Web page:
Sexual Assault Charge Filed Against Air Force Official
Lt. Col. Jeff Krusinski, 41, was the head of the United States Air Force Assault Prevention and Response Office. According to an Air Force official, he was removed from his position today after a charge of sexual assault was filed against him on Monday.
A drunken Krusinski allegedly grabbed a woman’s breasts and buttocks in an Arlington, Virginia parking lot just after midnight Sunday. The woman fought him off and put a few deep scratches in his face.
“A drunken male subject approached a female victim in a parking lot and grabbed her breasts and buttocks,” according to a Arlington County Police Department crime report. “The victim fought the suspect off as he attempted to touch her again and alerted police.”
“Jeffrey Krusinski, 41, of Arlington, VA, was arrested and charged with sexual battery,” police said. “He was held on a $5,000 unsecured bond.”
The Air Force has recently been under criticism for sexual assault cases, when a commander reversed a guilty decision in one case.
U.S. Sen. Kirsten Gillibrand, D-N.Y., a member of the Armed Services Committee, said the allegations were “extremely disturbing.”
“It is clear that the status quo regarding sexual assaults in the military is simply unacceptable. Next week I am going to take this issue head on by introducing a set of common sense reforms,” she said in a statement.
“We have to reform how the military handles sexual assault cases and take on the culture that perpetuates this kind of behavior.”
Approximately 19,000 sexual assault cases occur in the military each year, according to the Department of Defense’s Sexual Assault Prevention and Response Office (SAPRO). 80% go unreported. Only 3,192 cases were reported but only 1,516 of those cases were considered actionable.
Myla Haider was originally trained in the Criminal Investigation Division of the Army. She was asked by her commander to head up intelligence for a battalion in Iraq.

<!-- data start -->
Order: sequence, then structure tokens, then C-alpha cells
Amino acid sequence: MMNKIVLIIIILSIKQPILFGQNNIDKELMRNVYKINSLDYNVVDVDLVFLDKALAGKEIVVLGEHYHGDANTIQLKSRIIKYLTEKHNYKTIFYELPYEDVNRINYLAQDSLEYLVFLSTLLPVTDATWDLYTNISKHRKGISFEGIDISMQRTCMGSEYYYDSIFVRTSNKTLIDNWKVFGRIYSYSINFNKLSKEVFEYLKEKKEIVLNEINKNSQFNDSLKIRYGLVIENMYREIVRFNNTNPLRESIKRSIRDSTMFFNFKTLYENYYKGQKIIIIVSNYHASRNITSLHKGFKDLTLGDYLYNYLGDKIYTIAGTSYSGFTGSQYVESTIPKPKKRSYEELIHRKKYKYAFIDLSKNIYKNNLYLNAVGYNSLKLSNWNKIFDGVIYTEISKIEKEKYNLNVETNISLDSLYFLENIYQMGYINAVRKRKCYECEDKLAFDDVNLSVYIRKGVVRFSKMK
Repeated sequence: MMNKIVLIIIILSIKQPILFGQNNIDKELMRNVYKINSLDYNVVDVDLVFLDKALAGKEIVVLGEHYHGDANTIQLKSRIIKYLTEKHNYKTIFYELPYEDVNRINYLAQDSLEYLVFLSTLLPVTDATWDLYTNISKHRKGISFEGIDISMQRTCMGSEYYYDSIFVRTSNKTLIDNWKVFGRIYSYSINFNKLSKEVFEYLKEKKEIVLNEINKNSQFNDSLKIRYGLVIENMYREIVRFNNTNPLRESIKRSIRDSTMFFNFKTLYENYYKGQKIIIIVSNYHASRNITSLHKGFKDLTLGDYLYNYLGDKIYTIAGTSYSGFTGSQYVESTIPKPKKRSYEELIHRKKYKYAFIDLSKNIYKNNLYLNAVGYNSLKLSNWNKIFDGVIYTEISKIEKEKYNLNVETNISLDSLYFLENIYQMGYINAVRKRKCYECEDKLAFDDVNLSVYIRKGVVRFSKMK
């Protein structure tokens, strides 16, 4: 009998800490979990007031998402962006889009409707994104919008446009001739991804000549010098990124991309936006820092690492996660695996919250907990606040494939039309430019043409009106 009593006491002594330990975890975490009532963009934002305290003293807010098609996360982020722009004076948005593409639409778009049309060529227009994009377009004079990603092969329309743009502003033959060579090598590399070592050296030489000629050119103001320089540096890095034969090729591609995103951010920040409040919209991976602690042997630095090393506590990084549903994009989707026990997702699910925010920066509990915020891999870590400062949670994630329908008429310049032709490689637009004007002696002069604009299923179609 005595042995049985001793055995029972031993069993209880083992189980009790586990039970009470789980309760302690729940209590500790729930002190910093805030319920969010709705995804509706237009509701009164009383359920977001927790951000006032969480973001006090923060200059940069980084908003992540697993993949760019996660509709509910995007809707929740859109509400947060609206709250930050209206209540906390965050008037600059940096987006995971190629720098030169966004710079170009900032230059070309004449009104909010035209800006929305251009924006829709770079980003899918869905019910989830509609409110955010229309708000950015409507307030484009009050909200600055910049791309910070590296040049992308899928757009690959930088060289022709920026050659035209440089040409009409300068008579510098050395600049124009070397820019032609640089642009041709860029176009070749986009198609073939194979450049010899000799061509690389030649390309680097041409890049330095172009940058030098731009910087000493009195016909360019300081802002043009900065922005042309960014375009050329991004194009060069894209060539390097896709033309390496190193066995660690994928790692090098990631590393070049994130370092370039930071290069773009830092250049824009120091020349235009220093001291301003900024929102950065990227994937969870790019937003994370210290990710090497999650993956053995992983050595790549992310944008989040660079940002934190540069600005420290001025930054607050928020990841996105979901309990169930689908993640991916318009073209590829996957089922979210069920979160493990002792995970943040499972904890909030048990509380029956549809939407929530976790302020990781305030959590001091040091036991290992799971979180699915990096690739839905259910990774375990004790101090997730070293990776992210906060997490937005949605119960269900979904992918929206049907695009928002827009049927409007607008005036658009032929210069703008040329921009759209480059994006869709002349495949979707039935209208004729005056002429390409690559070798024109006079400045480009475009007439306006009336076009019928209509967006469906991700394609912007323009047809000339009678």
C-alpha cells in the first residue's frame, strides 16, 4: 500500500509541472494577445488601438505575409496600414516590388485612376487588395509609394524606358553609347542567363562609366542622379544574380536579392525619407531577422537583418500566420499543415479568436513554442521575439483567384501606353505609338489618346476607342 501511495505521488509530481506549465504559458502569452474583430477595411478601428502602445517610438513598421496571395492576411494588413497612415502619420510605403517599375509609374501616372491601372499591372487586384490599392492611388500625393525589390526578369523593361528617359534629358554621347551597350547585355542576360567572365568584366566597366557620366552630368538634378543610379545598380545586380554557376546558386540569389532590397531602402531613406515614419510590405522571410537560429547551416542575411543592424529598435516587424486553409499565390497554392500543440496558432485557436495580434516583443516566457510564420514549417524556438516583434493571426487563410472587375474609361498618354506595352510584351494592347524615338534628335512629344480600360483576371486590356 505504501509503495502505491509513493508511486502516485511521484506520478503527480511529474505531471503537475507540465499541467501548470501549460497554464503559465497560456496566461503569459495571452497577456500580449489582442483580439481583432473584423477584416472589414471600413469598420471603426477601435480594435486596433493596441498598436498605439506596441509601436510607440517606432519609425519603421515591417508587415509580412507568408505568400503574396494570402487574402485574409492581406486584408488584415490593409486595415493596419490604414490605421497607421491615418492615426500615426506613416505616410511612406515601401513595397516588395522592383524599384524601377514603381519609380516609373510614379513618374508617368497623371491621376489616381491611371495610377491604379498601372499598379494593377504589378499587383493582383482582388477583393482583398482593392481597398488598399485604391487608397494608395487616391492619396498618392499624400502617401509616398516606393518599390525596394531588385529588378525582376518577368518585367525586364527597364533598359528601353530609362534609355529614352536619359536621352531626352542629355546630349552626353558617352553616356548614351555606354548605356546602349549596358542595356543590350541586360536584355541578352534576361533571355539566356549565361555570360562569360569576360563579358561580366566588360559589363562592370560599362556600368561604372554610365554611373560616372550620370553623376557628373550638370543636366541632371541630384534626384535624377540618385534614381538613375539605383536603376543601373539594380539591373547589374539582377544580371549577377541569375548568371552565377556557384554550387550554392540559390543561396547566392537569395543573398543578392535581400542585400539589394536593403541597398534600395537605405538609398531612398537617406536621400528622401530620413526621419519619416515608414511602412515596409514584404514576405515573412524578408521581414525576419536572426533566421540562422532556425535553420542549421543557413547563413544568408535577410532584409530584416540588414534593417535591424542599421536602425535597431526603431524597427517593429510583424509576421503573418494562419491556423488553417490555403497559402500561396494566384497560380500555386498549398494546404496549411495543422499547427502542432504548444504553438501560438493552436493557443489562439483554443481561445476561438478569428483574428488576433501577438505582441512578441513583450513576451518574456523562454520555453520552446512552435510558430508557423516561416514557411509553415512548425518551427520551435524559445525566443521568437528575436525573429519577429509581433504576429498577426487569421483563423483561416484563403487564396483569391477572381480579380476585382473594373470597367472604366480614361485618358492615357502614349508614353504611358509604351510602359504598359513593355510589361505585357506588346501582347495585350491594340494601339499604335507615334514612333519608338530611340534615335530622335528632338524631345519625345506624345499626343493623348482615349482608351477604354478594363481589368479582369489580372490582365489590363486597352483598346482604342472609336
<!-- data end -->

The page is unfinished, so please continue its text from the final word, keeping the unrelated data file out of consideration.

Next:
She was partnered with three men, and they often spent days together in an armored vehicle. They became good friends, although they couldn’t shower for days, wearing protective suits. They were like her brothers, they shared their secrets with each other.
But Haider was harboring one big one. She was raped when she was in CID training. She made a decision not to report the attack.
“I’ve never met one victim who was able to report the crime and still retain their military career,” she says. “Not one.”
When she returned to the CID, a few years later, she was contacted by an officer who was investigating a possible serial rapist. The identity of the alleged rapist was of the same man who had violated her.
“All of the other women who were involved in the case had been attacked after I was attacked,” Haider says. “So I thought the only right thing for me to do was to be involved.”
The legal action taken against soldiers accused of rape is in the form of a military court martial. Only a very small percentage of those are every convicted. And some who are, have had their convictions overturned by their commanding officers with no explanation.
And the victims are the ones who continue to pay.
“When I reported it, it was a very small part of my life. But by making that choice, my reporting of it took over my life, ruined my career and wound up, ultimately, getting me kicked out of the Army,” she says.
In the case of Haider’s attacker, and the other plaintiffs, his charges were reduced, and he was not required to be registered as a sex offender.
Recently there has been a scandal at Lackland Air Force Base in Texas, in which 62 female trainees came forward alleging that they were sexually assaulted or harassed by their training instructors.
Columnist-The Guardian Express